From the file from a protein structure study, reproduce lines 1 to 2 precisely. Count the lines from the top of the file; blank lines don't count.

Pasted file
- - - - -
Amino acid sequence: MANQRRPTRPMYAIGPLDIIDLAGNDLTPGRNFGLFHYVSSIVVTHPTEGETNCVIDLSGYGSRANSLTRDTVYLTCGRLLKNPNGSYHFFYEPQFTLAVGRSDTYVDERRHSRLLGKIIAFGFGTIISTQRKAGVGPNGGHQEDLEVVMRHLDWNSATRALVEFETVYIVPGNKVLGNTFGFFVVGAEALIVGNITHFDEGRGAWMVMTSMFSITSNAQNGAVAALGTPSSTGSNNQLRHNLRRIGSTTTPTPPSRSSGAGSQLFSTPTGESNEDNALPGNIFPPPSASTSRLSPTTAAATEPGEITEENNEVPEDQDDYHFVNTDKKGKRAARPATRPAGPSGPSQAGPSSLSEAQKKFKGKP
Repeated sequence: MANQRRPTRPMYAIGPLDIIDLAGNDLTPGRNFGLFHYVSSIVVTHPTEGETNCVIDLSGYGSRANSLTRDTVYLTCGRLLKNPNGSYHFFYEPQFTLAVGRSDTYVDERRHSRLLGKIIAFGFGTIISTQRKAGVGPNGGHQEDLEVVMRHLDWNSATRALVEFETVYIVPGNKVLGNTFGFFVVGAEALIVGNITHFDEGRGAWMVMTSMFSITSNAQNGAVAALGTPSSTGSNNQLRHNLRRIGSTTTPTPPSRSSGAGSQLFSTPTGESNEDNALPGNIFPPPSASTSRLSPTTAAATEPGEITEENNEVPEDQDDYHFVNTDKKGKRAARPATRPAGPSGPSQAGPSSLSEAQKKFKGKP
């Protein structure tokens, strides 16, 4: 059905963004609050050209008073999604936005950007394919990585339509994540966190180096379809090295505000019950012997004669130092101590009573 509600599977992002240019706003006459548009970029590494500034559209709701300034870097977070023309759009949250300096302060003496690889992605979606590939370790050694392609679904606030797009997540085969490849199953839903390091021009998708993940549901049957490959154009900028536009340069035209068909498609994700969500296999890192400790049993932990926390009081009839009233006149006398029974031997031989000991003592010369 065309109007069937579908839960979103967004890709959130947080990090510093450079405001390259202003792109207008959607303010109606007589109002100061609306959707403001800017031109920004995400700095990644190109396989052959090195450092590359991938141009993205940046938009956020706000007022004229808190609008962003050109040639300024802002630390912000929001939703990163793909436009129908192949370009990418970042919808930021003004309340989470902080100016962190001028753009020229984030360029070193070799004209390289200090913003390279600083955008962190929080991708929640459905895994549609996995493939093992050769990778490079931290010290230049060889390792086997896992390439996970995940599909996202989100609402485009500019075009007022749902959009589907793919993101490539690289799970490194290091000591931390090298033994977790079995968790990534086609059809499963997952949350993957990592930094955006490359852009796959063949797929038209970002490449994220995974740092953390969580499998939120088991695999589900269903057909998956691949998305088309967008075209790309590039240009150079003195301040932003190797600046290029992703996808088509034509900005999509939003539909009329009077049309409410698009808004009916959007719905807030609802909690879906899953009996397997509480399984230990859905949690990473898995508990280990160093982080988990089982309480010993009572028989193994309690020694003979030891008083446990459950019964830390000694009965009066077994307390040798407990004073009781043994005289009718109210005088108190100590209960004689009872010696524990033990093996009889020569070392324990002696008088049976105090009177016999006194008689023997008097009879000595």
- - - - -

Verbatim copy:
Amino acid sequence: MANQRRPTRPMYAIGPLDIIDLAGNDLTPGRNFGLFHYVSSIVVTHPTEGETNCVIDLSGYGSRANSLTRDTVYLTCGRLLKNPNGSYHFFYEPQFTLAVGRSDTYVDERRHSRLLGKIIAFGFGTIISTQRKAGVGPNGGHQEDLEVVMRHLDWNSATRALVEFETVYIVPGNKVLGNTFGFFVVGAEALIVGNITHFDEGRGAWMVMTSMFSITSNAQNGAVAALGTPSSTGSNNQLRHNLRRIGSTTTPTPPSRSSGAGSQLFSTPTGESNEDNALPGNIFPPPSASTSRLSPTTAAATEPGEITEENNEVPEDQDDYHFVNTDKKGKRAARPATRPAGPSGPSQAGPSSLSEAQKKFKGKP
Repeated sequence: MANQRRPTRPMYAIGPLDIIDLAGNDLTPGRNFGLFHYVSSIVVTHPTEGETNCVIDLSGYGSRANSLTRDTVYLTCGRLLKNPNGSYHFFYEPQFTLAVGRSDTYVDERRHSRLLGKIIAFGFGTIISTQRKAGVGPNGGHQEDLEVVMRHLDWNSATRALVEFETVYIVPGNKVLGNTFGFFVVGAEALIVGNITHFDEGRGAWMVMTSMFSITSNAQNGAVAALGTPSSTGSNNQLRHNLRRIGSTTTPTPPSRSSGAGSQLFSTPTGESNEDNALPGNIFPPPSASTSRLSPTTAAATEPGEITEENNEVPEDQDDYHFVNTDKKGKRAARPATRPAGPSGPSQAGPSSLSEAQKKFKGKP